Archives for posts with tag: philosophy

The ship of Theseus is an ancient philosophical thought experiment about the nature of identity. Theseus is an ancient Greek dude, and like all the ancient Greeks that we hear about, he had a ship. Unfortunately, Theseus’s ship ran into some hard times, and needed to have some parts replaced. A plank here, a plank there. All the sails at some point, I guess. The point is, after a while, every single part of his ship had been replaced with a newer one. The questions is: how is it still Theseus’s ship if literally nothing of the original remains?

Little known fact: Theseus was a dog this whole time

Aging is, in scientific terms, a son of a bitch. Our muscles atrophy; our hearing starts to go; and, in some cases, we lose our memories and our grip on the reality around us. We too become slowly replaced over time, just not with newer parts as with Theseus’s ship, but with older, crappier parts that give out and have a mustier smell. When our older family members develop dementia, we struggle with the same kind of identity crisis as Theseus. We are looking at someone that we used to know in one way, and now none of the original parts seem to remain.

Dementia in a loved one is actually incredibly difficult to witness, and I am insensitively making light of the situation. I’m not going to stop, but it’s important to acknowledge.

I do believe that the ship of Theseus maintains its identity over the duration of its incremental replacement because there remains a single constant: Theseus. It’s Theseus’s ship because Theseus sees it that way, with a degree of social corroboration as well (people will, for the most part, agree that it is still Theseus’s ship – otherwise they would see it as stolen). The identity of the ship exists in its relationships just as much as it does in its material make-up.

The same holds true with dementia. Before my grandmother passed away, she developed dementia and no longer saw me as her grandson. However, I still saw her as my grandma because my inevitable deterioration has yet to begin. We maintain our relationships with our loved ones, and that maintains their identity. She was my grandmother. That relationship never changed even if her own perception of her active relationships had shifted wildly. Even if she no longer sees me as her grandson, this is irrelevant. Keep in mind how the ship might relate back to Theseus, given how it is an inanimate object. It wouldn’t, is my point. We define how we relate to others, for better or for worse.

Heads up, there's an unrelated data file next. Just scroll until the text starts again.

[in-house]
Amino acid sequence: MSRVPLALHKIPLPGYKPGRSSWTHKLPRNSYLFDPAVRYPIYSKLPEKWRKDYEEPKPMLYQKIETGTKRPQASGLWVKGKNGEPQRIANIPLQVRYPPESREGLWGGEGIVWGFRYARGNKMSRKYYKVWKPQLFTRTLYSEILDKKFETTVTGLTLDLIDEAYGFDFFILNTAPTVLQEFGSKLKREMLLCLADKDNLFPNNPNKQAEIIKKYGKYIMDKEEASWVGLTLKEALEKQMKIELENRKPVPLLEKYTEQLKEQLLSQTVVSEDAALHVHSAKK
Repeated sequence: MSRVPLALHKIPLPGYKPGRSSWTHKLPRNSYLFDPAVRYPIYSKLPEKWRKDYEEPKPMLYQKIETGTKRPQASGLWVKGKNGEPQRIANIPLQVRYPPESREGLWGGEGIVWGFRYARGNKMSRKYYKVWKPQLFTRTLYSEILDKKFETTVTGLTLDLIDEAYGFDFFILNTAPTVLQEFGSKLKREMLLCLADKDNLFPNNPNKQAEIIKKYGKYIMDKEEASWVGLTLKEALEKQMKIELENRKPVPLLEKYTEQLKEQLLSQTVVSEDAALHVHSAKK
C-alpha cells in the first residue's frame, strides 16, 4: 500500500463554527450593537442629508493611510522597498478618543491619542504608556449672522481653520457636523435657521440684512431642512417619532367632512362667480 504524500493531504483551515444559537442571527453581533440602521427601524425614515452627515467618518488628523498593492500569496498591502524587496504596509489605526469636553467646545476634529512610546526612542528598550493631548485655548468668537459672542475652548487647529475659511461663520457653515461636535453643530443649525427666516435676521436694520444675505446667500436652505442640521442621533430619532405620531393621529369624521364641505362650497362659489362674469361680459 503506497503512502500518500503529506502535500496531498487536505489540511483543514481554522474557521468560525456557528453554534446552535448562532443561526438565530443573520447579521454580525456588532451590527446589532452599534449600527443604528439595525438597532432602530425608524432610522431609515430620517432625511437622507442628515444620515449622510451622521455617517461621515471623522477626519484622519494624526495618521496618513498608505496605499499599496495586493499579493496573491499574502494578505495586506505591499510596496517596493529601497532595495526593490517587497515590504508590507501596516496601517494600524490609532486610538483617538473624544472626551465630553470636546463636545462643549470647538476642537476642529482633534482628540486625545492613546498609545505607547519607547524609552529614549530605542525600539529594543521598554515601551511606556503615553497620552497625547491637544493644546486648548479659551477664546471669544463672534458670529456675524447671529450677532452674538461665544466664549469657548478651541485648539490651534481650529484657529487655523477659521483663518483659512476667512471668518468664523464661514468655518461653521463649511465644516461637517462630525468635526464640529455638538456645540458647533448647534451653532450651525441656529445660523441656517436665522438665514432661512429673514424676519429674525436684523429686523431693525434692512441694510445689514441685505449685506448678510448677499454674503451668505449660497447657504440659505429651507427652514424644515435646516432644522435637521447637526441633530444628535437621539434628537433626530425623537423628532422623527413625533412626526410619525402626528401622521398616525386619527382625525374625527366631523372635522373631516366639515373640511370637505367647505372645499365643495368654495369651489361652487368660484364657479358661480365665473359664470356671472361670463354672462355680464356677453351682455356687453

This is not my grandmother, but wouldn’t it be great for this blog if it were?

Part of who we are is certainly the sum of our parts. Our physical and psychological body cannot be fully cleaved from the concept of our identity, but these, our physical body especially, are only superficial facets of who we are. I am a son, a brother, a partner, a friend, a coworker, and a bitter, hated enemy. I had a grandmother, and that defined who she was to me. Theseus had a ship, and it was how he related to that ship that defined its identity regardless of how many planks ended up being replaced. If you continue to love them, they will continue to be your loved ones.

Famed existential philosopher Søren Kierkegaard was all about dat ass. I mean, not really. Only for about half a book. Within that half a book he created a philosophical outlook that drew its inspiration from Don Juan, the eternal seeker of dat ass. The aesthete, personified by Don Juan, is compelled to constantly seek pleasure; an unquenchable hedonist lifestyle. This is not an obsessive addiction to poon under which Don Juan suffers, it is an authentic choice made with genuine intent. This is how Don Juan chooses to live his life. This authenticity manifests itself when Don Juan continues to chase tail even in the face of fatal consequences. It’s not that he can’t stop, Bro just won’t stop.

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I use the misogynistic manipulation of hundreds of women to make a point. 

The aesthete is not limited to lethal amounts of promiscuity. Sex is just an easy metaphor for any kind of pleasure. Kierkegaard follows up the story of Don Juan with a series of diary entries by a man who meticulously creates a scenario where a woman falls madly in love with him toward the ultimate aim of marriage. Of course, he leaves before the wedding because love was the conquest to be won, and must be won yet again in the next town. Settling down is antithetical to the aesthete who must repetitiously manifest their pleasure until, presumably, the happy ending.

Which brings us to Meredith Grey. Meredith Grey can never settle down. Meredith and Derek Shepherd are constantly on again and off again because they are not allowed under the premise of the serial drama to have functional peace between them. She and Doctor McDreamy are faced with an impossible relationship goal because they live in a universe built on the principles of the aesthete. Never settle. Always seek new pleasures. If it seems like things are on the verge of structured and maintainable happiness, BAM! Car crash! Meredith must begin anew.

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ANGUISH!

It is the same with every serial. In How I Met Your Mother, Ted Mosby would never be able to actually meet “The Mother” until ratings began to drop. The promise of the show needed to be constantly pushed back in order for the hedonic loop to continue. It’s not that the characters themselves are modern manifestations of the aesthete, but that the nature of the show itself builds those principles into the foundation of the universe. No character is immune because they exist under the scripted laws of serial television where stability is seen as stagnation and stagnation means cancellation.